Accept Refuse

EUR-Lex Access to European Union law

This document is an excerpt from the EUR-Lex website

Document 62013CJ0012

Judgment of the Court (Grand Chamber), 14 October 2014.
Gérard Buono and Others v European Commission.
Appeals — Common fisheries policy — Fishing quotas — Emergency measures adopted by the Commission — Non-contractual liability of the European Union — Second paragraph of Article 340 TFEU — Conditions — Actual and certain harm.
Joined Cases C‑12/13 P and C‑13/13 P.

Digital reports (Court Reports - general)

ECLI identifier: ECLI:EU:C:2014:2284

JUDGMENT OF THE COURT (Grand Chamber)

14 October 2014 ( *1 )

‛Appeals — Common fisheries policy — Fishing quotas — Emergency measures adopted by the Commission — Non-contractual liability of the European Union — Second paragraph of Article 340 TFEU — Conditions — Actual and certain harm’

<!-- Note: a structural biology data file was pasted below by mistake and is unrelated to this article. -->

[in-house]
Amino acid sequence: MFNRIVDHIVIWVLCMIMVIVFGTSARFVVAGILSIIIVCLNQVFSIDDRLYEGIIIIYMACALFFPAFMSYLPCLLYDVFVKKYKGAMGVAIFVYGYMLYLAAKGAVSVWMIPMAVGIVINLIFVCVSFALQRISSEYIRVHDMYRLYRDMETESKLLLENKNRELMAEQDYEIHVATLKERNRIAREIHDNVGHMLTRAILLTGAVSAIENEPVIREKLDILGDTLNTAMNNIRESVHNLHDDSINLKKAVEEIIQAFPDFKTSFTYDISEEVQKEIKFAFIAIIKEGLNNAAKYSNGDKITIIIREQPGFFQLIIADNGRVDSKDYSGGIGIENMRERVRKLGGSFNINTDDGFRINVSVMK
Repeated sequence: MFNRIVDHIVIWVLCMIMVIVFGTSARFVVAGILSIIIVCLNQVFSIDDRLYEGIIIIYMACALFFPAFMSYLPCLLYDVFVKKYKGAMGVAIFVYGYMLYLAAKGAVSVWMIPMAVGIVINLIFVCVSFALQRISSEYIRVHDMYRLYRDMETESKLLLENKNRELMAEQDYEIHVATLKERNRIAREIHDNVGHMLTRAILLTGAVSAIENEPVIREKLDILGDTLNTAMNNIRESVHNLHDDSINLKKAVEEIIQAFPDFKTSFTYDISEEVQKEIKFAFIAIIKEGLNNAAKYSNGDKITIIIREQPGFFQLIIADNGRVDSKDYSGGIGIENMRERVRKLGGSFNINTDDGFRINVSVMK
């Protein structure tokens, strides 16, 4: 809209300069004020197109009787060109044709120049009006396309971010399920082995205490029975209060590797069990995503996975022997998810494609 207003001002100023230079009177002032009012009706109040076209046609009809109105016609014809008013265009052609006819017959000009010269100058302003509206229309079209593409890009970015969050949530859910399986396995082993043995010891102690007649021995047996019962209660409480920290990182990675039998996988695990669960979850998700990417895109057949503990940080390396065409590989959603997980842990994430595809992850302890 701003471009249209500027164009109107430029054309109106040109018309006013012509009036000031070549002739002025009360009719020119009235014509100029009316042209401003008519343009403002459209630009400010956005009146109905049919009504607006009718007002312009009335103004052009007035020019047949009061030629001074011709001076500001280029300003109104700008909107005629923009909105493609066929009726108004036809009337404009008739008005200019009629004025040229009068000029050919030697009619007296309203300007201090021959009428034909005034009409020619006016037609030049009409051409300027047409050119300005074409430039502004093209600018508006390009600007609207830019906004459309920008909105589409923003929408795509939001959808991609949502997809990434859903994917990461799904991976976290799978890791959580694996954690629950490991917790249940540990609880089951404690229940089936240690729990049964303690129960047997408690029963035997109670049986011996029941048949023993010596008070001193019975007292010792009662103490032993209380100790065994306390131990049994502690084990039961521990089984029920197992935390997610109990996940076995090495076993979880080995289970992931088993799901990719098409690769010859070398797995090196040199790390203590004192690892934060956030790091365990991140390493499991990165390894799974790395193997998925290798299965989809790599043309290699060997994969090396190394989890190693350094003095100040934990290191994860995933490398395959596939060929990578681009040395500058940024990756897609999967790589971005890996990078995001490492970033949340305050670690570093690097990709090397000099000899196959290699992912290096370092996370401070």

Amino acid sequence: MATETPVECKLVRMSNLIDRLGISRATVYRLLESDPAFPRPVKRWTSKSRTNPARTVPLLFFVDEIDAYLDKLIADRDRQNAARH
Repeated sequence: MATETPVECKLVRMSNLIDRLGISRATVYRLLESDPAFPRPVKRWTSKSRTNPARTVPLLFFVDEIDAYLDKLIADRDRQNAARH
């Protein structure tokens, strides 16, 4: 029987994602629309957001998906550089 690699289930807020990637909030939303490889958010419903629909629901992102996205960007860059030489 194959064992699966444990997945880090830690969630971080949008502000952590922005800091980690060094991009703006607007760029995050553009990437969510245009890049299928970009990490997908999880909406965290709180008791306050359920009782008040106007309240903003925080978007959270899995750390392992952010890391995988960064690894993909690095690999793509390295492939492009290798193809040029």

In Joined Cases C‑12/13 P and C‑13/13 P,

TWO APPEALS under Article 56 of the Statute of the Court of Justice of the European Union, lodged on 4 January 2013,

Gérard Buono, residing in Agde (France),

Jean-Luc Buono, residing in Agde,

Roger Del Ponte, residing in Balaruc-les-Bains (France),

Serge Antoine Di Rocco, residing in Sète (France),

Jean Gérald Lubrano, residing in Balaruc-les-Bains,

Jean Lubrano, residing in Port-Vendres (France),

Jean Lucien Lubrano, residing in Saleilles (France),

Fabrice Marin, residing in Frontignan (France),

Robert Marin, residing in Balaruc-les-Bains,

represented by A. Arnaud and P.-O. Koubi-Flotte, avocats (C‑12/13 P),

and

Syndicat des thoniers méditerranéens, established in Marseille (France),

Marc Carreno, residing in Sète (France),

Jean Louis Donnarel, residing in Lourmarin (France),

Jean-François Flores, residing in Sète,

Gérald Jean Lubrano, residing in Balaruc-les-Bains,

Hervé Marin, residing in Balaruc-le-Vieux (France),

Nicolas Marin, residing in Frontignan,

Sébastien Marin, residing in Bouzigues (France),

Serge Antoine José Perez, residing in Sorède (France),